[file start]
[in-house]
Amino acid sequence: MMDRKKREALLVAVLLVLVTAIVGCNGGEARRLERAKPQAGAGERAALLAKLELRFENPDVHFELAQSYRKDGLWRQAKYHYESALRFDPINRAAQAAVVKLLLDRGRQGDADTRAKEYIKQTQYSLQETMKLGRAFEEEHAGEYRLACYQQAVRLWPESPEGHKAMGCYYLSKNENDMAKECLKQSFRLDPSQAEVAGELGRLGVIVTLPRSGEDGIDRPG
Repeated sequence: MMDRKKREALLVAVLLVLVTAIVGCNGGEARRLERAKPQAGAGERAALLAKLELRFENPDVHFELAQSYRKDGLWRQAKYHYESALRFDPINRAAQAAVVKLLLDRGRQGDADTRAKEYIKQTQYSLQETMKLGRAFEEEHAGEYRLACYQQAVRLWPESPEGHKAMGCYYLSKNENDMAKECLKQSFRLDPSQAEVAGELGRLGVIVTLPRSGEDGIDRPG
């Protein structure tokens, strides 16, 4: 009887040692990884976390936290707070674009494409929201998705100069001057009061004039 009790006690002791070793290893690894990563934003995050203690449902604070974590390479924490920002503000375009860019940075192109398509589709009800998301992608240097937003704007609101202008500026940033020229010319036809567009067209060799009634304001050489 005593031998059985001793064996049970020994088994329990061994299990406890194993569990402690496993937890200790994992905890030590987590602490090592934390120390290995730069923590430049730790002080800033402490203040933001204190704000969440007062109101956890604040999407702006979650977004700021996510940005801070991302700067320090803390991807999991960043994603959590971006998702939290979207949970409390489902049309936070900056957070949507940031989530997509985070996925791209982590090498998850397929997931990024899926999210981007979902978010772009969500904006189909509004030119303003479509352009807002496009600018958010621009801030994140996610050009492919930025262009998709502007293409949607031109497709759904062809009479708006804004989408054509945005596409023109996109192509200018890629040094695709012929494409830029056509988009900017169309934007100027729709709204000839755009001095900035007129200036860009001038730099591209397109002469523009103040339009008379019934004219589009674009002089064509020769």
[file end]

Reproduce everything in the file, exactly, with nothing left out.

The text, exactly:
[in-house]
Amino acid sequence: MMDRKKREALLVAVLLVLVTAIVGCNGGEARRLERAKPQAGAGERAALLAKLELRFENPDVHFELAQSYRKDGLWRQAKYHYESALRFDPINRAAQAAVVKLLLDRGRQGDADTRAKEYIKQTQYSLQETMKLGRAFEEEHAGEYRLACYQQAVRLWPESPEGHKAMGCYYLSKNENDMAKECLKQSFRLDPSQAEVAGELGRLGVIVTLPRSGEDGIDRPG
Repeated sequence: MMDRKKREALLVAVLLVLVTAIVGCNGGEARRLERAKPQAGAGERAALLAKLELRFENPDVHFELAQSYRKDGLWRQAKYHYESALRFDPINRAAQAAVVKLLLDRGRQGDADTRAKEYIKQTQYSLQETMKLGRAFEEEHAGEYRLACYQQAVRLWPESPEGHKAMGCYYLSKNENDMAKECLKQSFRLDPSQAEVAGELGRLGVIVTLPRSGEDGIDRPG
């Protein structure tokens, strides 16, 4: 009887040692990884976390936290707070674009494409929201998705100069001057009061004039 009790006690002791070793290893690894990563934003995050203690449902604070974590390479924490920002503000375009860019940075192109398509589709009800998301992608240097937003704007609101202008500026940033020229010319036809567009067209060799009634304001050489 005593031998059985001793064996049970020994088994329990061994299990406890194993569990402690496993937890200790994992905890030590987590602490090592934390120390290995730069923590430049730790002080800033402490203040933001204190704000969440007062109101956890604040999407702006979650977004700021996510940005801070991302700067320090803390991807999991960043994603959590971006998702939290979207949970409390489902049309936070900056957070949507940031989530997509985070996925791209982590090498998850397929997931990024899926999210981007979902978010772009969500904006189909509004030119303003479509352009807002496009600018958010621009801030994140996610050009492919930025262009998709502007293409949607031109497709759904062809009479708006804004989408054509945005596409023109996109192509200018890629040094695709012929494409830029056509988009900017169309934007100027729709709204000839755009001095900035007129200036860009001038730099591209397109002469523009103040339009008379019934004219589009674009002089064509020769």